Thanks both. Susan, very helpful. Simon, I know that you went through it for over a year. On the one hand no-one wants to be on the scrap heap in his or her fifties - that slightly unfounded fear in my case stems from what happened to my father with his untimely redundancy, which almost certainly led to his even more untimely death. On the other, it is so much harder for the twentysomethings of my godchildren's generation - having to pay off student debts, having to fork out disproportionate amounts for accommodation and with little chance of having a mortgage on a property in London. We had it good for such a long time.

Anonymous said...

Hallo, David!

I am really sorry to read that... Changes are happening in the Radio here, as well... (and I feel they want to get rid of their old listeners, like me).

I was just thinking what else you could do... You are so well traveled and so knowledgeable .... maybe you could open a little travel agency ... (and knowledge IS EVERYTHING) and make your name in cultural tourism. Who knows...

Whatever it is going to be, I believe you will be good at it!

All fingers crossed!

David said...

Thanks for the kind and positive thoughts. I think companies like Martin Randall have the cultural tourism stitched up. I have a related thought, though, which I won't share on here in case someone pinches the idea (not that it's hugely original).

John G said...

Words are easy, David, but just to say that you have my sympathy. I've the good fortune of a regular job in a non-private sector, but even then I quite often wake in the night with Kafkaesque dreams about having too many things to do and too little time in which to do it - all the while it being a measure potentially to be held against me. That's not a million miles away from being asked to do more, for less. That's neo-Thatcherism for you - the stranglehold on modern Britain I most want gone in my lifetime...

All strength to your hand David. We would be immeasurably poorer without your critical and human voice. I'm eagerly awaiting Prokofiev, volume 2.

David said...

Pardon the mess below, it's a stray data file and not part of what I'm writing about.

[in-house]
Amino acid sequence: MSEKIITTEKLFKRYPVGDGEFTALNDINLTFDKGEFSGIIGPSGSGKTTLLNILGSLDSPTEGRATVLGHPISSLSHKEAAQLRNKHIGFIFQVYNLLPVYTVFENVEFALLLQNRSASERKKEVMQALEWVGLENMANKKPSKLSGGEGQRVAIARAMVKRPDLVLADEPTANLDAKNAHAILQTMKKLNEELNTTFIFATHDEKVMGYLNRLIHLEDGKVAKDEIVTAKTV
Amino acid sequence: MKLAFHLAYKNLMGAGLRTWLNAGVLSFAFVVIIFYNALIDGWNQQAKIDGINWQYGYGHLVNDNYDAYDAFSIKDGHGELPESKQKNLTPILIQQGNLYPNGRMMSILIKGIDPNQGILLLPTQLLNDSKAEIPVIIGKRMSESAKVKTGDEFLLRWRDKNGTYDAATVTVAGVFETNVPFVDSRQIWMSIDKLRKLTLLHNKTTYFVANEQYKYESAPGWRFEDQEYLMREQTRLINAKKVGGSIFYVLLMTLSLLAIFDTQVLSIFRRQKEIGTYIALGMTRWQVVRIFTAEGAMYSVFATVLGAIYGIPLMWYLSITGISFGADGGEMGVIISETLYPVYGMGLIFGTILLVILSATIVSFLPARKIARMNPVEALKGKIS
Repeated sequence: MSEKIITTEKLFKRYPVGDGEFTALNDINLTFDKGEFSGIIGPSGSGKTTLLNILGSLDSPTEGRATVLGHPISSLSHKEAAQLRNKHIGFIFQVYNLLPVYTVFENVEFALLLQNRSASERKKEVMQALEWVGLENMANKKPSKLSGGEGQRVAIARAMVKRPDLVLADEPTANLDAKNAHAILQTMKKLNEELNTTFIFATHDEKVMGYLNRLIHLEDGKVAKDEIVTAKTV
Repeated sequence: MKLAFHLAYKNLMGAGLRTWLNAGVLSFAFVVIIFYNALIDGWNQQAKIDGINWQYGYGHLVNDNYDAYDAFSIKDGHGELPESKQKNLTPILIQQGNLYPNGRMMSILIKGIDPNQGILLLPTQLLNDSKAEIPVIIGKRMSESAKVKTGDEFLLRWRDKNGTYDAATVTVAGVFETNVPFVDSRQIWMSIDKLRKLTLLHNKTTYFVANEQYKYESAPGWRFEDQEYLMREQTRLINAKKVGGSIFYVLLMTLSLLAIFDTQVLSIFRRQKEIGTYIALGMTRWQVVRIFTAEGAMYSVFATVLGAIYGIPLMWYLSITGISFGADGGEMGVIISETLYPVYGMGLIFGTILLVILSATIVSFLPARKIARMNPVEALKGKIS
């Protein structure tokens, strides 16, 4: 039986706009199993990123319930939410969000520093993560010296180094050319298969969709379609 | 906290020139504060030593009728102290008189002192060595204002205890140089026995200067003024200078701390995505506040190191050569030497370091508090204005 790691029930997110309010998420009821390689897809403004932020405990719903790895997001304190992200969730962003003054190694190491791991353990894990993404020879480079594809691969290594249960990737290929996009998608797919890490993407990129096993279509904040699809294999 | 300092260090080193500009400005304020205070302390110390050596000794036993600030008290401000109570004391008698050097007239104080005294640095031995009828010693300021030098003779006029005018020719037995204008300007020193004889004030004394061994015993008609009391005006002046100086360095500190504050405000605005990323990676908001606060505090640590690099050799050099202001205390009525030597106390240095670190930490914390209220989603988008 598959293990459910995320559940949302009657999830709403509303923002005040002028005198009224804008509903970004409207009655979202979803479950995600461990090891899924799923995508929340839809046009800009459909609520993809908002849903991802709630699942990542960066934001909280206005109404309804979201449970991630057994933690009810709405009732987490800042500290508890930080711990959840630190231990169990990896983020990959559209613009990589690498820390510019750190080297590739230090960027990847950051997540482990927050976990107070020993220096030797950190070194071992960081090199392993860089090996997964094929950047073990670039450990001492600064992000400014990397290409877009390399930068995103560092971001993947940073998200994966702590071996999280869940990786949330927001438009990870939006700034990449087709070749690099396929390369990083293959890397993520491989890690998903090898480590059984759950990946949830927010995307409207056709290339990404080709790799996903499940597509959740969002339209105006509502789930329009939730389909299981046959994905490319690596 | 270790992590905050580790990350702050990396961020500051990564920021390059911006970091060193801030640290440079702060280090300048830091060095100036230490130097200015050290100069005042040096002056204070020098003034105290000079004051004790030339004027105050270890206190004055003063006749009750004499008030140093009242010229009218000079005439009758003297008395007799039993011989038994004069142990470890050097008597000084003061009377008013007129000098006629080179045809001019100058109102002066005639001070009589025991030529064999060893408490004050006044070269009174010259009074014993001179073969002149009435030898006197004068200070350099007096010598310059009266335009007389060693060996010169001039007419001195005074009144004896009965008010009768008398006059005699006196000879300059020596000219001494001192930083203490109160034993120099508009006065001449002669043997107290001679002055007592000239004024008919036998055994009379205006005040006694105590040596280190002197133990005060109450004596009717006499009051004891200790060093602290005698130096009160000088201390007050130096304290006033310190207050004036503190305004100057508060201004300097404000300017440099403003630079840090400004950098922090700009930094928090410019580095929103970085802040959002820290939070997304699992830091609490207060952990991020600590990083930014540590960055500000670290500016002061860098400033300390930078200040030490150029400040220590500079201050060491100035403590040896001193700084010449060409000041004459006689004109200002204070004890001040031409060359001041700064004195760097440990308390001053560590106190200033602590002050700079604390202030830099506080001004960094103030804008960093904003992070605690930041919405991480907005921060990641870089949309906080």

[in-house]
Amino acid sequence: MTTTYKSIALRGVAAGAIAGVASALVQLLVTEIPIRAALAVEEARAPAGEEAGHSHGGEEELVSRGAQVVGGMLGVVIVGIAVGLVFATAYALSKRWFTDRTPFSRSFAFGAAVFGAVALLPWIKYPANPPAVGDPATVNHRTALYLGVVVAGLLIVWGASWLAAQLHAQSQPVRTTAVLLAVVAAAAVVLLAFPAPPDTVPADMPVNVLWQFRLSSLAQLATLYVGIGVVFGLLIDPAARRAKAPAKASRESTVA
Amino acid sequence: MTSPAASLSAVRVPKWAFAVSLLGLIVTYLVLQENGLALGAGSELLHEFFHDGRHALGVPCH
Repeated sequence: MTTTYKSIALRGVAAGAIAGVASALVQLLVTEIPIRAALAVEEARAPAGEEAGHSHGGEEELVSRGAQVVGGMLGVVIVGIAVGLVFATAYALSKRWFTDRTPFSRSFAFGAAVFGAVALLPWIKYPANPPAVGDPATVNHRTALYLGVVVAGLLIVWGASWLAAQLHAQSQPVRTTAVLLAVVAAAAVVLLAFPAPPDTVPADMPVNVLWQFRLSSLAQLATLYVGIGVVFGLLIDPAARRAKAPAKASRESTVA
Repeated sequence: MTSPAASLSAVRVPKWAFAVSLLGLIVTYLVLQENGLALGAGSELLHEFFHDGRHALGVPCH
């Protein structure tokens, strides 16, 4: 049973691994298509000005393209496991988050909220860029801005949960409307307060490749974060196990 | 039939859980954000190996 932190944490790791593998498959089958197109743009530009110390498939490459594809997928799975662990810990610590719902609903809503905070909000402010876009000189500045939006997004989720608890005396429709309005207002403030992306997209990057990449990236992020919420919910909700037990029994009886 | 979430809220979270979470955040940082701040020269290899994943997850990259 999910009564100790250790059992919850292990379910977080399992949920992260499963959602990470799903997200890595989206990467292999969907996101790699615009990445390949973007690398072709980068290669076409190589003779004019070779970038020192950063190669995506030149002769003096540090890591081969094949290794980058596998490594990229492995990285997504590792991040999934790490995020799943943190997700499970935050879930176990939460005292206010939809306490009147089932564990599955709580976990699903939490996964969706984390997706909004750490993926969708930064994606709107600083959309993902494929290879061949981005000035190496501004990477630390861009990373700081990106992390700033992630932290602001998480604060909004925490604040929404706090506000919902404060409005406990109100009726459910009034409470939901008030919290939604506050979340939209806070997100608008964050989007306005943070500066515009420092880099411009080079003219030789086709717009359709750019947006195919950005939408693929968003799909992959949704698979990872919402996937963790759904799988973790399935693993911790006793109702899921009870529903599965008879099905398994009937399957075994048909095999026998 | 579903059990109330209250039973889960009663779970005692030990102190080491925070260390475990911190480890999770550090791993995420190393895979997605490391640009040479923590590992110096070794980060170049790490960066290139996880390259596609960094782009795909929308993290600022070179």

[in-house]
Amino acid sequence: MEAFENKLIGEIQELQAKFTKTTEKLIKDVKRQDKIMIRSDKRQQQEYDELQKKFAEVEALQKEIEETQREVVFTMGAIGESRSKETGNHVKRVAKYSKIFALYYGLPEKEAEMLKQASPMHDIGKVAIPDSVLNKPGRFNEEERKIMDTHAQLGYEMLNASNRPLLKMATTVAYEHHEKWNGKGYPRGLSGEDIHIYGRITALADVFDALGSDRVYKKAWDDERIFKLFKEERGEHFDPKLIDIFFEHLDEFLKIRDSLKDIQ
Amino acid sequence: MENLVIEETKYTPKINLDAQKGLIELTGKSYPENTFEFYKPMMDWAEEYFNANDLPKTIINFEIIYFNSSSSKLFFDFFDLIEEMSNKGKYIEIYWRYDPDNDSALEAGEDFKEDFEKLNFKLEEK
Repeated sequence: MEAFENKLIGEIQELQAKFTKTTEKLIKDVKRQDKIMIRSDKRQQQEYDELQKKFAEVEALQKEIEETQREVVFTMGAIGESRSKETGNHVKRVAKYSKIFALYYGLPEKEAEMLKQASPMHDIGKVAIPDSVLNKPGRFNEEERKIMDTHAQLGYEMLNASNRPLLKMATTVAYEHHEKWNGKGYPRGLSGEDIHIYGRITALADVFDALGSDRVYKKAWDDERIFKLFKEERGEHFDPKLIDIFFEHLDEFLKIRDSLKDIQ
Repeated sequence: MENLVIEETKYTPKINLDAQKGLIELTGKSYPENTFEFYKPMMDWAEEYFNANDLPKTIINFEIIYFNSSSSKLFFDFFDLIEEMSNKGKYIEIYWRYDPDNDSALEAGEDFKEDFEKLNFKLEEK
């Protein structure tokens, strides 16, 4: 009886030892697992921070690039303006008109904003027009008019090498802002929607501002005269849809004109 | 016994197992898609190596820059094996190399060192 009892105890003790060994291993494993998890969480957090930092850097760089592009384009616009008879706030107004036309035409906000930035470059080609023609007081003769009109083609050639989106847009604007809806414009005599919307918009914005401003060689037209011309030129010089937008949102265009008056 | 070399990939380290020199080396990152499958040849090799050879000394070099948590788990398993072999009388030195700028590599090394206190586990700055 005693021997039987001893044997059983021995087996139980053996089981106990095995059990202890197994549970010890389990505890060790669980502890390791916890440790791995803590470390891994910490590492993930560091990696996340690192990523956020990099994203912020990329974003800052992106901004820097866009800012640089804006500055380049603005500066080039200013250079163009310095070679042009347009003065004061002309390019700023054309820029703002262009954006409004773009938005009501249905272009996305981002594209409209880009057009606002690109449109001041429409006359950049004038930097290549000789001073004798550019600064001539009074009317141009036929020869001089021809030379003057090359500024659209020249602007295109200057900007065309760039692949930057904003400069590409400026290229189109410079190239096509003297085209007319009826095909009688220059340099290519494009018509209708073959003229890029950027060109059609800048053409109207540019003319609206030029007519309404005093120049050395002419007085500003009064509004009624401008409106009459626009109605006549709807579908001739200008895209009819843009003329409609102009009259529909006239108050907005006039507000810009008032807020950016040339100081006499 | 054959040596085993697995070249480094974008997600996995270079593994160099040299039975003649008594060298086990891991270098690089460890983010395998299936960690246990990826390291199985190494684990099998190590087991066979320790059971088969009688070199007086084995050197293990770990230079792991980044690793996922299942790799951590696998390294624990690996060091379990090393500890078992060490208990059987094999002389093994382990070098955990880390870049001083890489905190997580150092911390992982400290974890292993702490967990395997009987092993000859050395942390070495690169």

How very kind of you to take the time to say so, John. I don't know that I was consciously crying out for sympathy, but I've certainly got it in spades. I know producers at the BBC who are being asked to do five times the amount they used to, so it affects everyone. And wages generally have gone down in real terms.

Anonymous said...

Again from the relative security of a permanent full-time job in the non-private sector (euphemism!), complaints about the job may seem selfish to freelancers like you. My best wishes to you and hope that 'something turns up'. The 'related thought' sound intriguing.

David said...

Sincere thanks, Anon. I know I wouldn't last a week in any full-time employment with toxic people or intractable issues around. As there seem to be everywhere. At least when someone's not good for my health I can just back off that particular area.

Quite a few related thoughts in the past two days - reviewing the situation can sometimes be a good thing. And I've never been one for change, so maybe I need to be pushed to it.

Geo. said...

David Patrick Stearns, recently let go from the Philadelphia Inquirer, commented at this blog post in much the same spirit recently, in terms of having to be more of an entrepreneur:

http://www.artsjournal.com/condemned/2017/11/another-classical-music-critic-is-sent-into-the-night-and-this-time-its-me/

DPS is still doing reviews for the Inquirer as a freelancer, happily. Here, the local critic was put on part-time status not that long ago, so not all the good local classical offerings are getting reviewed (plus she has personal issues that I can't talk about here, which take up her bandwidth as well). I know that some high-profile concerts here next weekend won't be reviewed, for example (e.g. the Labeque sisters in duo piano recital).

It seems to be the same situation with arts and music writers here generally. Didn't Christopher Morley offer to write for the B'ham Post gratis recently? I read that on Jessica Duchen's blog. This all puts me in mind of something that I read from Sir George Martin in an FT article a few years ago, about music recordings, but which can apply to newspapers and the media as well: